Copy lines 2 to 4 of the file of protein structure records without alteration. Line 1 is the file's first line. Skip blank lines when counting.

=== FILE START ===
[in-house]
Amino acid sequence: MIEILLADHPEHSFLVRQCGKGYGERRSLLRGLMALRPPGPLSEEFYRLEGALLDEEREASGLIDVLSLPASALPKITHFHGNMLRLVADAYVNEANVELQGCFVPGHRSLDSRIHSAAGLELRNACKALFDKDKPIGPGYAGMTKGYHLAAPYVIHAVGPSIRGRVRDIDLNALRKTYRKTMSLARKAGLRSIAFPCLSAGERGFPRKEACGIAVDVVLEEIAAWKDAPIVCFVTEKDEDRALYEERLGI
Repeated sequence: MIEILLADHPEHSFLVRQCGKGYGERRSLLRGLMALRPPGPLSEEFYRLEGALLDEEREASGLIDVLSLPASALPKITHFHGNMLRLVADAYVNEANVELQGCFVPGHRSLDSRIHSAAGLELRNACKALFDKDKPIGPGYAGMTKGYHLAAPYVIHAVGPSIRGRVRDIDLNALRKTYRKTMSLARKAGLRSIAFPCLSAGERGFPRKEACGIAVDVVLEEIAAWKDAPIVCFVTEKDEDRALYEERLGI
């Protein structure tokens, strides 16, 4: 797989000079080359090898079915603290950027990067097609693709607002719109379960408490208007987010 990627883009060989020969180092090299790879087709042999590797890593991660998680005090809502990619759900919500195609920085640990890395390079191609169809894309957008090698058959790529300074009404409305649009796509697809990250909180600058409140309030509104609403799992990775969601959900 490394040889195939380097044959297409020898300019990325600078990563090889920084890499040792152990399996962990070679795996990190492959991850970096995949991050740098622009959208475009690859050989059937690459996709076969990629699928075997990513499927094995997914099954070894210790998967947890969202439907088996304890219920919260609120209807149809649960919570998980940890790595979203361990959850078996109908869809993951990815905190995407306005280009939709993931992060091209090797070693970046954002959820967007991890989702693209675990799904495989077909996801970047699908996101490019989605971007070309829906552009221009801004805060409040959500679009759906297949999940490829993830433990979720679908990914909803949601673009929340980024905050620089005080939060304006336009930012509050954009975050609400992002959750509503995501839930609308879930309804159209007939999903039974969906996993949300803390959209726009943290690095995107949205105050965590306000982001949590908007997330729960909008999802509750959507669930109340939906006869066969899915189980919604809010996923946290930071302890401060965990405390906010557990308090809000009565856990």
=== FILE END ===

Amino acid sequence: MIEILLADHPEHSFLVRQCGKGYGERRSLLRGLMALRPPGPLSEEFYRLEGALLDEEREASGLIDVLSLPASALPKITHFHGNMLRLVADAYVNEANVELQGCFVPGHRSLDSRIHSAAGLELRNACKALFDKDKPIGPGYAGMTKGYHLAAPYVIHAVGPSIRGRVRDIDLNALRKTYRKTMSLARKAGLRSIAFPCLSAGERGFPRKEACGIAVDVVLEEIAAWKDAPIVCFVTEKDEDRALYEERLGI
Repeated sequence: MIEILLADHPEHSFLVRQCGKGYGERRSLLRGLMALRPPGPLSEEFYRLEGALLDEEREASGLIDVLSLPASALPKITHFHGNMLRLVADAYVNEANVELQGCFVPGHRSLDSRIHSAAGLELRNACKALFDKDKPIGPGYAGMTKGYHLAAPYVIHAVGPSIRGRVRDIDLNALRKTYRKTMSLARKAGLRSIAFPCLSAGERGFPRKEACGIAVDVVLEEIAAWKDAPIVCFVTEKDEDRALYEERLGI
């Protein structure tokens, strides 16, 4: 797989000079080359090898079915603290950027990067097609693709607002719109379960408490208007987010 990627883009060989020969180092090299790879087709042999590797890593991660998680005090809502990619759900919500195609920085640990890395390079191609169809894309957008090698058959790529300074009404409305649009796509697809990250909180600058409140309030509104609403799992990775969601959900 490394040889195939380097044959297409020898300019990325600078990563090889920084890499040792152990399996962990070679795996990190492959991850970096995949991050740098622009959208475009690859050989059937690459996709076969990629699928075997990513499927094995997914099954070894210790998967947890969202439907088996304890219920919260609120209807149809649960919570998980940890790595979203361990959850078996109908869809993951990815905190995407306005280009939709993931992060091209090797070693970046954002959820967007991890989702693209675990799904495989077909996801970047699908996101490019989605971007070309829906552009221009801004805060409040959500679009759906297949999940490829993830433990979720679908990914909803949601673009929340980024905050620089005080939060304006336009930012509050954009975050609400992002959750509503995501839930609308879930309804159209007939999903039974969906996993949300803390959209726009943290690095995107949205105050965590306000982001949590908007997330729960909008999802509750959507669930109340939906006869066969899915189980919604809010996923946290930071302890401060965990405390906010557990308090809000009565856990």